Eyes That Kiss in the Corners (Hardcover)
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Winter 2020 Kids Indie Next List
“Eyes That Kiss in the Corners is a stunning #OwnVoices picture book that highlights a young Asian girl’s self-love and appreciation of her eye shape. It is a characteristic that binds her to women across generations in her family. The beautiful prose of Joanna Ho is richly complemented by Dung Ho’s vibrant illustrations. This book is a moving tribute to the beauty of diversity both in physical appearance and heritage.”
— Audrey Beatty, River Bend Bookshop, Glastonbury, CT
A girl notices her eyes look different from her friends’ at school, but they do look like those of the ones she loves the most. This is a beautiful picture book about self-confidence and loving yourself.— Rae Ann
A New York Times Bestseller and #1 Indie Bestseller · A Bank Street Best Children’s Book of the Year · A School Library Journal Best Book of 2021 · Included in NPR’s 2021 Books We Love List · Featured in Forbes, Oprah Daily, The Cut, and Book Riot · Golden Poppy Book Award Winner · Featured in Chicago Public Library’s Best Books of 2021 · 2021 Nerdy Award Winner · A Kirkus Children's Best Book of 2021
This lyrical, stunning picture book tells a story about learning to love and celebrate your Asian-shaped eyes, in the spirit of Hair Love by Matthew A. Cherry, and is a celebration of diversity.
A young Asian girl notices that her eyes look different from her peers'. They have big, round eyes and long lashes. She realizes that her eyes are like her mother’s, her grandmother's, and her little sister's. They have eyes that kiss in the corners and glow like warm tea, crinkle into crescent moons, and are filled with stories of the past and hope for the future.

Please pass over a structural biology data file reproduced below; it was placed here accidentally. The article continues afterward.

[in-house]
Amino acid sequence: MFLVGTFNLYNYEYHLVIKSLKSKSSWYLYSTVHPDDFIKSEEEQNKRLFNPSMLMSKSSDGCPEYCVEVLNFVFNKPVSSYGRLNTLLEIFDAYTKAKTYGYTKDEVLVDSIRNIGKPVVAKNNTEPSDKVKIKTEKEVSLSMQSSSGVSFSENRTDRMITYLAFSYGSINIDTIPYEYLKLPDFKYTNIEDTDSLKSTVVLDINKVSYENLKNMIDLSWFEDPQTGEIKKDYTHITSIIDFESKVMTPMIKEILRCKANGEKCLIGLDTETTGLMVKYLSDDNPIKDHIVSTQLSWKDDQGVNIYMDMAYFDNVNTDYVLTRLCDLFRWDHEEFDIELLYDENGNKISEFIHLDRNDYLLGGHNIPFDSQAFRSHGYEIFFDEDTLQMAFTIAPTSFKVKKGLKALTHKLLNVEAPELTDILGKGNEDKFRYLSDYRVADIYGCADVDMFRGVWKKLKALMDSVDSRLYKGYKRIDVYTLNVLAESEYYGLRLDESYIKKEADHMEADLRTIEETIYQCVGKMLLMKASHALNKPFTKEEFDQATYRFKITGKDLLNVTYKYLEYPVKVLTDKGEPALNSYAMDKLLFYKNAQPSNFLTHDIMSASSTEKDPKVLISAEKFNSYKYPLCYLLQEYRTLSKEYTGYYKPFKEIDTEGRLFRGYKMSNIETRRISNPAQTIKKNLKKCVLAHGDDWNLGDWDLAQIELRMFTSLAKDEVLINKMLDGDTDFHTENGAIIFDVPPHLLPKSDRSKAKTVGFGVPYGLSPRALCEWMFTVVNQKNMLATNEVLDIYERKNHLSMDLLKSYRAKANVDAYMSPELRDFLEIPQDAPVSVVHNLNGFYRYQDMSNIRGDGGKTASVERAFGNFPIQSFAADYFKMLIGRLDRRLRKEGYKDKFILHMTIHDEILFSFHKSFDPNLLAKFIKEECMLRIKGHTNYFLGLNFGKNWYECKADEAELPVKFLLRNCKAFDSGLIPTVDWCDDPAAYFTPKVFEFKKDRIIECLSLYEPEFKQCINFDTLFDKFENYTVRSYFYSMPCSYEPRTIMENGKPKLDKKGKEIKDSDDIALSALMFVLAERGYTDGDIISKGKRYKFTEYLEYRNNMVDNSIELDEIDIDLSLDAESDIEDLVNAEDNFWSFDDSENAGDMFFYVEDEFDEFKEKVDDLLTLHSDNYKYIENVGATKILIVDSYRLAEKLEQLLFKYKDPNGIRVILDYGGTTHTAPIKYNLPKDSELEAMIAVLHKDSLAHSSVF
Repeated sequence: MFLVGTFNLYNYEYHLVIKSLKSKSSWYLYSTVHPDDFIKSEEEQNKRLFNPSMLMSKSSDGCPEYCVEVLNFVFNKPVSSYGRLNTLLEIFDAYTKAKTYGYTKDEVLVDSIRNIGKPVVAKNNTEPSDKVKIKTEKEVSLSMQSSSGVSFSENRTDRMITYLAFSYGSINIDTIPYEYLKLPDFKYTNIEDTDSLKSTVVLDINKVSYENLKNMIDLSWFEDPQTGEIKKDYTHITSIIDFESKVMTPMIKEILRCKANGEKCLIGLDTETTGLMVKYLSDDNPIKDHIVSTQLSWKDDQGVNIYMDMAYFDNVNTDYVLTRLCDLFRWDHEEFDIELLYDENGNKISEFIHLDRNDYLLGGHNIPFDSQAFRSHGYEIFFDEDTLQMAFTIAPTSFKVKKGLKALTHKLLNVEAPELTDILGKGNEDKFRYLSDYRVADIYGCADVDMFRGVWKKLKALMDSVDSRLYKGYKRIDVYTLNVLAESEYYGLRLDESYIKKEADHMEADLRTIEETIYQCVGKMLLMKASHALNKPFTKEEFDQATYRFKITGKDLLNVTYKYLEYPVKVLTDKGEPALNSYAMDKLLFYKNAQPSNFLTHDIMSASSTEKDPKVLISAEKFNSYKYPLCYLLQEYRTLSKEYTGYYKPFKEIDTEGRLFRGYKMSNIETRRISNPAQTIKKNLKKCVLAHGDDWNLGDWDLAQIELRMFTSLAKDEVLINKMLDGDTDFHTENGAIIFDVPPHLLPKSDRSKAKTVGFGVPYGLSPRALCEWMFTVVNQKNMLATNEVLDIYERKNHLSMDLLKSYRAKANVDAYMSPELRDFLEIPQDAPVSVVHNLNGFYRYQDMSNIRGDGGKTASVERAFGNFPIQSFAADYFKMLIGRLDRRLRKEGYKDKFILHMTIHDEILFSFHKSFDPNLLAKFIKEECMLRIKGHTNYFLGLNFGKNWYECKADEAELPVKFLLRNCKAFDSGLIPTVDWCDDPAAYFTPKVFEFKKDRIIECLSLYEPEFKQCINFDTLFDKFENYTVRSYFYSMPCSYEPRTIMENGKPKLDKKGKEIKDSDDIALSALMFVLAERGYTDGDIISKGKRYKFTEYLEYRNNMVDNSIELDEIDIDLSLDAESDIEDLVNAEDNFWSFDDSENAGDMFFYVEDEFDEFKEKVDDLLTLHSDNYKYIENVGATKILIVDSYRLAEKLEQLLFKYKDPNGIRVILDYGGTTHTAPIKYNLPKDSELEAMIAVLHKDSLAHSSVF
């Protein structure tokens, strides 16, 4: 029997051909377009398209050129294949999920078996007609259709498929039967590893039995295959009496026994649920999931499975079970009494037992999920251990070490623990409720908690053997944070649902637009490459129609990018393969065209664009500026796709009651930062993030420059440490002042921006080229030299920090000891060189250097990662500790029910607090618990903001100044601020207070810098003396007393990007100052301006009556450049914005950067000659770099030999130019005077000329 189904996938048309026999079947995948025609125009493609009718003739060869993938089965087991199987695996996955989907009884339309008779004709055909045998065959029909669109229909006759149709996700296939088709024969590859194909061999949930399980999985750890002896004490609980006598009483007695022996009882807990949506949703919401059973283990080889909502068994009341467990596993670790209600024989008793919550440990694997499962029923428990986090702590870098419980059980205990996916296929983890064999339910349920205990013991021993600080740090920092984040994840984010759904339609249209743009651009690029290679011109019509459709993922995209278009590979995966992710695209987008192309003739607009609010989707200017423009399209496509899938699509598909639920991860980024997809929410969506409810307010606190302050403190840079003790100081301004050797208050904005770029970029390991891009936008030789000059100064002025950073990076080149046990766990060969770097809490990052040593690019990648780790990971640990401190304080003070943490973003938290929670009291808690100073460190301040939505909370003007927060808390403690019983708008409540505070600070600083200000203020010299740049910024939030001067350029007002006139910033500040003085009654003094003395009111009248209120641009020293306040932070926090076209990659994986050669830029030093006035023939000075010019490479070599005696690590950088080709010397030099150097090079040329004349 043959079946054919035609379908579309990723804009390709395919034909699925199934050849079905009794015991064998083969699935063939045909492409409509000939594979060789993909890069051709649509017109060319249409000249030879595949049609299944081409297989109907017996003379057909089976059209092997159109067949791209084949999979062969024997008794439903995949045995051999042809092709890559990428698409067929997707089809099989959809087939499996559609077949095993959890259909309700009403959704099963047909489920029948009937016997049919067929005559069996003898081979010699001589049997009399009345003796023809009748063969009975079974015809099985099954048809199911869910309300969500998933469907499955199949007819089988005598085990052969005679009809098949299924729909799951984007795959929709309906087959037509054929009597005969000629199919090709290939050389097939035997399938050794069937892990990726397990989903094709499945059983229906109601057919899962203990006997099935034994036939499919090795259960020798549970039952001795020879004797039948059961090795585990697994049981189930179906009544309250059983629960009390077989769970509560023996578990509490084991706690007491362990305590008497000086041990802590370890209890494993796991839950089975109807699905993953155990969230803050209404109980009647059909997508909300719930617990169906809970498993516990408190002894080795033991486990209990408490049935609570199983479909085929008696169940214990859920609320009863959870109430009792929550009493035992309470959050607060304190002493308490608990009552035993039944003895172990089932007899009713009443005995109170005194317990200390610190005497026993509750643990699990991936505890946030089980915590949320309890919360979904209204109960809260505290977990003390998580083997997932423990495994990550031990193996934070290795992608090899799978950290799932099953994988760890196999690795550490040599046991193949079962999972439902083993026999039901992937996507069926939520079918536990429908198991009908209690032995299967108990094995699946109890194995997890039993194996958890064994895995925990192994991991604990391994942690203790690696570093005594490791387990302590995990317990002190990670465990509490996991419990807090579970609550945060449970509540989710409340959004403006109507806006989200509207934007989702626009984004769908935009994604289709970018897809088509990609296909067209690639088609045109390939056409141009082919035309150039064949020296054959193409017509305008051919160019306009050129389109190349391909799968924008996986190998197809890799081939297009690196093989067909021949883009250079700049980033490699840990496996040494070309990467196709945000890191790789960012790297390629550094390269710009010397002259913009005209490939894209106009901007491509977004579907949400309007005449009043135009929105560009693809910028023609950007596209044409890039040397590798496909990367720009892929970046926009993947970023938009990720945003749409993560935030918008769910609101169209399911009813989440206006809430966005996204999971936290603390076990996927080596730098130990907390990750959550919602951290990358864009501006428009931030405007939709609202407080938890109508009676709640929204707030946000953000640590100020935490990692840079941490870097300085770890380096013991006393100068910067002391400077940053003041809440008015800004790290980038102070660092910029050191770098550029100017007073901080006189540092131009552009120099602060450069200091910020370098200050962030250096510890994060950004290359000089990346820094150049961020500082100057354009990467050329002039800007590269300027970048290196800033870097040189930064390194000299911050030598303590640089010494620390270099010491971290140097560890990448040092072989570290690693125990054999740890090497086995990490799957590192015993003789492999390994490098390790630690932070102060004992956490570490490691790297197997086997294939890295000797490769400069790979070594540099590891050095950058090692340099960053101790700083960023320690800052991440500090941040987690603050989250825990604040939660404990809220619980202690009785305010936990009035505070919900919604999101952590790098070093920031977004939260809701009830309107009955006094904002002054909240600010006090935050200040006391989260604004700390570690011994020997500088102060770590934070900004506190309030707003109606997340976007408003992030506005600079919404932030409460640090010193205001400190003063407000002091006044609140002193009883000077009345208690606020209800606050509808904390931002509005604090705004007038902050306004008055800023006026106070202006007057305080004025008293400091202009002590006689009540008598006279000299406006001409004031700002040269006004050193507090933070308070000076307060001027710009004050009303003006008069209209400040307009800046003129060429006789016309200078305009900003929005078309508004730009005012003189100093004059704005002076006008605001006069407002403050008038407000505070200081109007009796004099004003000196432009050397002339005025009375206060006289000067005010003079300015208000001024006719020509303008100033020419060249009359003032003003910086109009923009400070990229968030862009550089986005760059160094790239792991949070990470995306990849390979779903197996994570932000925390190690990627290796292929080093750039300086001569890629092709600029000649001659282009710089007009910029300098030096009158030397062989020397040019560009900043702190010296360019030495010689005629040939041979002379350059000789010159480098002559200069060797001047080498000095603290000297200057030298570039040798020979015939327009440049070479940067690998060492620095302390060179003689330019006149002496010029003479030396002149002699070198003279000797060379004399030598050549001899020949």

Drawing from the strength of these powerful women in her life, she recognizes her own beauty and discovers a path to self-love and empowerment. This powerful, poetic picture book will resonate with readers of all ages.
"This tale of self-acceptance and respect for one’s roots is breathtaking.” —Kirkus (starred review)
“A young girl finds beauty in her uniqueness.” —School Library Journal (starred review)
“A lyrical celebration of her eyes, their shape, spirit, and legacy.” —Booklist (starred review)
“A poignant testament to familial love and legacy.” —Publishers Weekly
Plus don't miss the beautiful companion book from the same team: Eyes That Speak to the Stars.
Joanna Ho is passionate about equity in books and education. She has been an English teacher, a dean, and a teacher professional development mastermind. She is currently the vice principal of a high school in the San Francisco Bay Area. Homemade chocolate chip cookies, outdoor adventures, and dance parties with her kids make Joanna’s eyes crinkle into crescent moons. Her books for young readers include Eyes That Kiss in the Corners. Visit her at www.joannahowrites.com and @JoannaHoWrites.
Dung (pronounced Dzung) Ho is a New York Times bestselling illustrator based in Ho Chi Minh City, Vietnam. Her work focuses on children’s books. She also loves to draw interesting characters with unique personalities. When she’s not drawing, she enjoys cooking, watching movies, walking, and tending to her plants. Visit her at www.behance.net/hanhdung.
“When the narrator comes to describe her own eyes and acknowledges the power they hold, she is posed against swirling patterns, figures, and swaths of breathtaking landscapes from Chinese culture. This tale of self-acceptance and respect for one’s roots is breathtaking.” — Kirkus Reviews (starred review)
“Sweeping, expressive illustrations deeply connect readers to the many dimensions of this story…each word is carefully chosen to beautifully enhance the message. Expertly paired, the text and illustrations amplify each other superbly, in an important addition to every library serving young children and their families.” — School Library Journal (starred review)
“At the emotional height of the story, the poetic descriptions of her Asian eyes are mythic and affirming, and she appears amid grandiose illustrations of fantastical beasts and landscapes from Chinese culture. In the end, the tale winds down from the mythical back to the personal with a simple family portrait. All that beauty is there in the eyes of her family.” — Booklist (starred review)
“A poignant testament to familial love and legacy.” — Publishers Weekly